I feel stupid for missing him because he broke up with me over the fact that I have a child. I hate that I miss him. We were together for 3 yrs – my daughter was one when we got together. How can I erase him from my mind? Maybe date others? I feel that I can never forgive myself for being with him.

A: Very often we can’t help who we love and that your ex turned out to be unable to cope with step-fatherhood is not your fault.

Your daughter is now 4, is that right? In your shoes I would be livid that he had spent the last 3 years building a relationship with my daughter only to abandon her when, presumably, the novelty wore off.

Isn’t that what you should be focusing on?

I am sure everyone is telling you you can do a lot better. You don’t need to throw yourself into dating. Take some time off to spend with your daughter.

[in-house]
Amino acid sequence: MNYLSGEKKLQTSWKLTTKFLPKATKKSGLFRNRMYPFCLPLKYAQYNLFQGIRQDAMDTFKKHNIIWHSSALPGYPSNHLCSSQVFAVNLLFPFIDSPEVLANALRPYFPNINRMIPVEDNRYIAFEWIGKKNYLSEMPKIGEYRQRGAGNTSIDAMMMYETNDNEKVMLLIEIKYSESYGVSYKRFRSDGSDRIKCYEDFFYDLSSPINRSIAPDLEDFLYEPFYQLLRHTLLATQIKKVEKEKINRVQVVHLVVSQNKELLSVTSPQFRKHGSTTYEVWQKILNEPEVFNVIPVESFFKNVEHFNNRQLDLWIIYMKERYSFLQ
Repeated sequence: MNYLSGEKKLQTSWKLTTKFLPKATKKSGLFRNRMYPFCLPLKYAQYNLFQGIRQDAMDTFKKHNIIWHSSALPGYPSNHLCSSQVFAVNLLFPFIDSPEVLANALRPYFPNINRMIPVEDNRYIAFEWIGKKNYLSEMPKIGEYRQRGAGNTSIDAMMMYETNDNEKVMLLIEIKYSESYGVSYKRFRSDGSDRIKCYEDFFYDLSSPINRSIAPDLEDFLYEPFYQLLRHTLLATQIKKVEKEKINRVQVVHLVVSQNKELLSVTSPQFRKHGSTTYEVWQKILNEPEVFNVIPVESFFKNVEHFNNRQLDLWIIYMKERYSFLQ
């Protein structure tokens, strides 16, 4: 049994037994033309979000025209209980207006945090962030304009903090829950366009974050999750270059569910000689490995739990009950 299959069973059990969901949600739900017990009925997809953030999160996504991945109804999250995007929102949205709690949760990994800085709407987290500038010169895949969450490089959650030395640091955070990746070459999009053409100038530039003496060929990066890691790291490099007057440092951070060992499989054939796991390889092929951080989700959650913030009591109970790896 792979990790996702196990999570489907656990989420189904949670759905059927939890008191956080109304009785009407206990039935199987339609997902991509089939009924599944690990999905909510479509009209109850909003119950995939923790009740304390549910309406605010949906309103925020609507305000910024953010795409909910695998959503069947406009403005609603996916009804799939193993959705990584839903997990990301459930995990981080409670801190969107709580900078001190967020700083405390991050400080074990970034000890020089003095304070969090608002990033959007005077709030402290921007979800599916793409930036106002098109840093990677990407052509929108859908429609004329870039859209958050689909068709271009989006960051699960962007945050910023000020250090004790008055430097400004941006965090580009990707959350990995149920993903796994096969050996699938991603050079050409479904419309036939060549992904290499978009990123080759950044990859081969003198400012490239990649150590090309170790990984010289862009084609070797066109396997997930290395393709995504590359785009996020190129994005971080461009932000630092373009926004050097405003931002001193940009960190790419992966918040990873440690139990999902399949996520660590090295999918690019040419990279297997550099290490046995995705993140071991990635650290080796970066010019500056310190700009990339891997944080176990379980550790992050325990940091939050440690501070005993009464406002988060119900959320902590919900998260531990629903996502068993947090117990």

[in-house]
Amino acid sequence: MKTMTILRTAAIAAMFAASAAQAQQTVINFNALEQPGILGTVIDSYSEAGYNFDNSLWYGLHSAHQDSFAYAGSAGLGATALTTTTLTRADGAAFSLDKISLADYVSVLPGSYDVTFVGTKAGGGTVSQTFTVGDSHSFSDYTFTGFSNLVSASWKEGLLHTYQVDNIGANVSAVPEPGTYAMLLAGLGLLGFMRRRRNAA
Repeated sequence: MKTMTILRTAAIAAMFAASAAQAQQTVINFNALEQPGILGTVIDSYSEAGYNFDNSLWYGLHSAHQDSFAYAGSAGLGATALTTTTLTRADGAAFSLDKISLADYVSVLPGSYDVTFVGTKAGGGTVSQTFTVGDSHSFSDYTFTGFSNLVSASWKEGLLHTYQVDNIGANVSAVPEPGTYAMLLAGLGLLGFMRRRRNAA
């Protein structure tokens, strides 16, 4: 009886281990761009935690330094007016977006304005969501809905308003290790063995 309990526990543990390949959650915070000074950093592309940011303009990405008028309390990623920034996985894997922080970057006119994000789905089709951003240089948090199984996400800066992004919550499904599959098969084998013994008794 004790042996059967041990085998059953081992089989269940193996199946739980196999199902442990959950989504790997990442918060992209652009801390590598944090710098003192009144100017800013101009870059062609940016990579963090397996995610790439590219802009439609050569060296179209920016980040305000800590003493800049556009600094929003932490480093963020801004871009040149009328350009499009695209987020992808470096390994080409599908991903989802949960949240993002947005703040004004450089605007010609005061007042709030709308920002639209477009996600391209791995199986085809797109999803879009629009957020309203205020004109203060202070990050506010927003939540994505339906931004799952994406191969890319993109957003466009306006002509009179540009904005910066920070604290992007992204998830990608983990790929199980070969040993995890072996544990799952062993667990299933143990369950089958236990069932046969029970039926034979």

Are you sure your daughter is the only reason he left? It sounds a bit out of the blue. Were you hoping to start a new family with him? Isn’t there more to it?

Time to get angry on behalf of your daughter and vow that your next man will be worthy of both you – and her.

Q: Is monitoring your girlfriend’s phone after she cheats with an app wrong if that app gave information about more cheating that she didn’t admit to?

A: Has she confessed to any of it?

In your shoes, I wouldn’t be faffing around with her phone, I’d be looking for a new girlfriend.

If she is still cheating this isn’t really going anywhere is it?

I understand your need to check her out (I’m assuming this is Tinder) but I’m not sure what will be achieved, other than you feeling more hurt and betrayed.